Friday, May 15, 2015

The Economic Problem of Rural Towns

The  main pressure on rural lands emanates from   urban  en­croachment.  Changing  needs  and trends encourage  urban dwellers to move outward to rural towns, carrying with  them their urban lifestyles and tendencies. Businesses follow  when critical  mass is reached to sustain high levels  of demand  for products and services. The rural towns, somewhere  along the  process, lose their character and slowly  become  urba­nised. Since, urban-related land uses can offer returns  way above what  can be realise if lands are  used  in  farming, farmlands are indeed susceptible to the pressure. Moreover, the  changing  policies as regards land-use  creates  and/or reinforces what planners call  the  "impermanence  syn­drome",  which  causes farmers to resort  to  low-input  farm practices and to ultimately give up farming.

Non-sustainable  land  uses can  likewise  exert  additional pressure to rural lands. Extractive industries for  instance can  realise massive profits compared to other  more  tradi­tional uses. These pressures are actually external to the farm. A  number of economic factors, which  internally affect farm  opera­tions, may be the real culprits that exacerbate the susceptibility of these farms. 

The economics of time, for instance, may assist in weakening the  intent of farmers to continue with production.  Invest­ments  in  primary  production  are  long-term  investments (Cook, 1994). Realization  of  returns can take a long  time  compared  to secondary  sectors  like manufacturing and processing.  For instance, investments in backyard piggeries can take  some years  to  break even and fully recoup the  initial  capital investments.  Given this fact,  and while at the same time,  the farmers do not feel secure about the land-use policies which define  the security of tenure of farming in a  given  area, the tendency to give up the farm is strengthened.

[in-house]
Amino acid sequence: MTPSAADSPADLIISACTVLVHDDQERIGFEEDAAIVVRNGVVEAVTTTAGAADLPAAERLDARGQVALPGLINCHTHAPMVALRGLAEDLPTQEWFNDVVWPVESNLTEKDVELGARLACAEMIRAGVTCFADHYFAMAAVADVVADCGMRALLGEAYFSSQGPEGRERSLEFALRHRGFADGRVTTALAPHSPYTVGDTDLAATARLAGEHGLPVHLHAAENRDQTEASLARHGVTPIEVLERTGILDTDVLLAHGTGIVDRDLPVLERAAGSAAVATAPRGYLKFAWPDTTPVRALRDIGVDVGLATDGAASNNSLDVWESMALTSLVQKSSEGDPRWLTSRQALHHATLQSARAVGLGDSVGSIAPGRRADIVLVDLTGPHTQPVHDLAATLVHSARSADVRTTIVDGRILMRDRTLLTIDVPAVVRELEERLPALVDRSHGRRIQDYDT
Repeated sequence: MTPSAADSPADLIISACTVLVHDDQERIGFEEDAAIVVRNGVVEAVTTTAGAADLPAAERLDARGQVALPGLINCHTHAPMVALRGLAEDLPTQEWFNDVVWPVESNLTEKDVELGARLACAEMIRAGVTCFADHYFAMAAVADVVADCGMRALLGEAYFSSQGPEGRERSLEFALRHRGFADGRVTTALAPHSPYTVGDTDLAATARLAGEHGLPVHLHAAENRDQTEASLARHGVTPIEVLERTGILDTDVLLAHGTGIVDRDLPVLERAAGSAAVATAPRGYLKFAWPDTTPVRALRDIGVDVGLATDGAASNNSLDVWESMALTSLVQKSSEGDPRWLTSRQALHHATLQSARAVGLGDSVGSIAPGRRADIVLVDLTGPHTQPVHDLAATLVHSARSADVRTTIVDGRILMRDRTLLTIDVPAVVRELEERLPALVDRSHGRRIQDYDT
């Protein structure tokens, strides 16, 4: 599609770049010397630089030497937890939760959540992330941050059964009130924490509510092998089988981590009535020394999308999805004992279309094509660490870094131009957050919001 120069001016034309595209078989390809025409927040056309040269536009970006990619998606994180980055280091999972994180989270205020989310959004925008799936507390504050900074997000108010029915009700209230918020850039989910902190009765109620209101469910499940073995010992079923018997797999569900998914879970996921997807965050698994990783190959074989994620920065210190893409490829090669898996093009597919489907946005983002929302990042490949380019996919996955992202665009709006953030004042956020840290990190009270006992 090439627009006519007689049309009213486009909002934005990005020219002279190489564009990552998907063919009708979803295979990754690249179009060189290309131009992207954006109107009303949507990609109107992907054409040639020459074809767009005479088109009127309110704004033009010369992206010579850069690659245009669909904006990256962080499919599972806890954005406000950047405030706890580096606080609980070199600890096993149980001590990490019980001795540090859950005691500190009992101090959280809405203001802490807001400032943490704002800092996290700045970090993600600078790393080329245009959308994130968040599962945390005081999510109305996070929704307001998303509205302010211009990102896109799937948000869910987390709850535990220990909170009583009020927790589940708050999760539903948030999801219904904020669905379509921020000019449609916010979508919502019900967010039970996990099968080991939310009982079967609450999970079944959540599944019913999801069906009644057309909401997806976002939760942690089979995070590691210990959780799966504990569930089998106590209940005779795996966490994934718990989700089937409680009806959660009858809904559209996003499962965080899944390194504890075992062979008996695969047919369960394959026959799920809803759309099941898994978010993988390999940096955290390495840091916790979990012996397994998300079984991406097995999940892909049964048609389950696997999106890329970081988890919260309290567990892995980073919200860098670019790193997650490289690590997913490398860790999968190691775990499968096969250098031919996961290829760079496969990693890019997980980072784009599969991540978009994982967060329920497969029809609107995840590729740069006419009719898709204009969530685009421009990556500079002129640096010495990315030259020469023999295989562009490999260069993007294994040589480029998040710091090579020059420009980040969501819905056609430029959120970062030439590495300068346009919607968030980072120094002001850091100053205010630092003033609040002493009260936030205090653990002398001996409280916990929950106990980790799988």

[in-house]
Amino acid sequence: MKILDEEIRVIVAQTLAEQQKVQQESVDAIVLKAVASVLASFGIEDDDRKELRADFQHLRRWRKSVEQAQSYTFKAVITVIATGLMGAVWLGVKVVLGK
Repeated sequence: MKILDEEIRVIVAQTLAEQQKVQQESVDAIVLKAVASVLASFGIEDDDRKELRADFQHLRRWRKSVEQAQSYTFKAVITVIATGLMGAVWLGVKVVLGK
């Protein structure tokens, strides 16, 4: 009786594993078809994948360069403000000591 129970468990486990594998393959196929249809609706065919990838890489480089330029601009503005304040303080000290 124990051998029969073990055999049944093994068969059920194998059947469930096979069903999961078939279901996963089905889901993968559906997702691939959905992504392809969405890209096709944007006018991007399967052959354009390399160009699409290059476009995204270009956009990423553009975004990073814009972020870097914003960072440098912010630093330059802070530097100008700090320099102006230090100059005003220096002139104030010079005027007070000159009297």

Changes in the national economy can also affect the viabili­ty of farms (Cook, 1994). As the economy expands, it is often accompanied by  increases  in real wage rates, which  means  that  labor becomes more expensive to employ in farming. Moreover,  real prices  may  also  increase  such that  the  price of  farm products sometimes can not keep pace with the rise in  costs of  farm  inputs thus there is a net decrease in  real  farm incomes.  

A natural fall in the inherent productivity of  bio-physical resources  can  also occur as a result of  intense  use  and degradation (Cook, 1994).  The  usual tendency of farmers is to  turn  to better  technology which more often would entail  additional capital  outlays.  Health risks and  negative  environmental effects  may  also be faced if farmers decide  to  intensify their usage of farm chemicals to boost productivity.

Cyclical and random changes in the prices of goods and input costs are also factors which can adversely affect the finan­cial  standing of farms (Cook, 1994). Changes in prices of goods  may  be caused by many factors. Financial  deregulation could increase volatility of  inter­est  rates and currency exchange rates, which in  turn,  in­creased  the  fluctuations   in the prices  of  farm  goods. The restructuring of former East  Bloc  countries from 1992 following the fall of communism in Europe  changed demand  patterns  for several farm  commodities in Asia and Australia. Trade and protectionist policies of major  economies could also inhibit  some farm products to enter  those markets.  

Lastly,  natural  calamities and changes in weather patters as what is happening now can spell disastrous effects to the farms' finances performance.

The interplay of these factors complicates the farming predicament.  It may be noted that except for natural events,  all others  of the above-cited  factors are economic  in nature.  They have a singular effect on the  farming  opera­tions  and  that  is the weakening of  the  farm's  economic viability  and financial standing. The financial  difficulty faced by farmers make them very prone to the external pres­sures e.g. the monetary benefits that developers and  specu­lators can offer in exchange for their lands.

There  are  only  two options for farmers  to  choose  from. Either  they cling to their farms amidst economic  difficul­ties  or  simply sell out. Farmers tend to  cling  to  their farms  for  a number of reasons, among others,  because  the farm is synonymous to home, due to peer pressure, the  availability of off-farm income which enable them to cross-subsidise farm losses,  and  the notion that to leave the farm is  to  fall into the poverty trap, that is, they have no better place to go  and therefore they will have to continue farming by  all means.  When they decide to continue with farming,  farmers may  need  to resort to  cost-cutting,  diversification  and partial sale of other assets. Those who are eligible turn to government for assistance.

(from R. Azanza's academic paper)

1 comment:

  1. Interested to read the entire paper, Kuyang.